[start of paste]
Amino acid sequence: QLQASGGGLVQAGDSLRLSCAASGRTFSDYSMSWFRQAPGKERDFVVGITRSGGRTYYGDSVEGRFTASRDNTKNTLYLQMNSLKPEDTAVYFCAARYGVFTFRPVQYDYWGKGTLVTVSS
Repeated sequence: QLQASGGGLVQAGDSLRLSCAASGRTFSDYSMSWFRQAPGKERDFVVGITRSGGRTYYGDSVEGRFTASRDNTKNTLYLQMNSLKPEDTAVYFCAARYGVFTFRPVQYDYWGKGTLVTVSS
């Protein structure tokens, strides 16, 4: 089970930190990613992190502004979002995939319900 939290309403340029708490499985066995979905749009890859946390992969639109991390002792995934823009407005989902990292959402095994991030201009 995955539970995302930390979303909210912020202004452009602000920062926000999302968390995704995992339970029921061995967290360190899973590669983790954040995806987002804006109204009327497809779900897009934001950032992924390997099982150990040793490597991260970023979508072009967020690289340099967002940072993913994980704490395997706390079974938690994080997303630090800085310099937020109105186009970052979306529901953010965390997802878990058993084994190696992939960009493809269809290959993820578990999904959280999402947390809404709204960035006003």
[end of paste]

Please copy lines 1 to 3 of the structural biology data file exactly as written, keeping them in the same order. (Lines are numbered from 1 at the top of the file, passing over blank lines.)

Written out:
Amino acid sequence: QLQASGGGLVQAGDSLRLSCAASGRTFSDYSMSWFRQAPGKERDFVVGITRSGGRTYYGDSVEGRFTASRDNTKNTLYLQMNSLKPEDTAVYFCAARYGVFTFRPVQYDYWGKGTLVTVSS
Repeated sequence: QLQASGGGLVQAGDSLRLSCAASGRTFSDYSMSWFRQAPGKERDFVVGITRSGGRTYYGDSVEGRFTASRDNTKNTLYLQMNSLKPEDTAVYFCAARYGVFTFRPVQYDYWGKGTLVTVSS
């Protein structure tokens, strides 16, 4: 089970930190990613992190502004979002995939319900 939290309403340029708490499985066995979905749009890859946390992969639109991390002792995934823009407005989902990292959402095994991030201009 995955539970995302930390979303909210912020202004452009602000920062926000999302968390995704995992339970029921061995967290360190899973590669983790954040995806987002804006109204009327497809779900897009934001950032992924390997099982150990040793490597991260970023979508072009967020690289340099967002940072993913994980704490395997706390079974938690994080997303630090800085310099937020109105186009970052979306529901953010965390997802878990058993084994190696992939960009493809269809290959993820578990999904959280999402947390809404709204960035006003």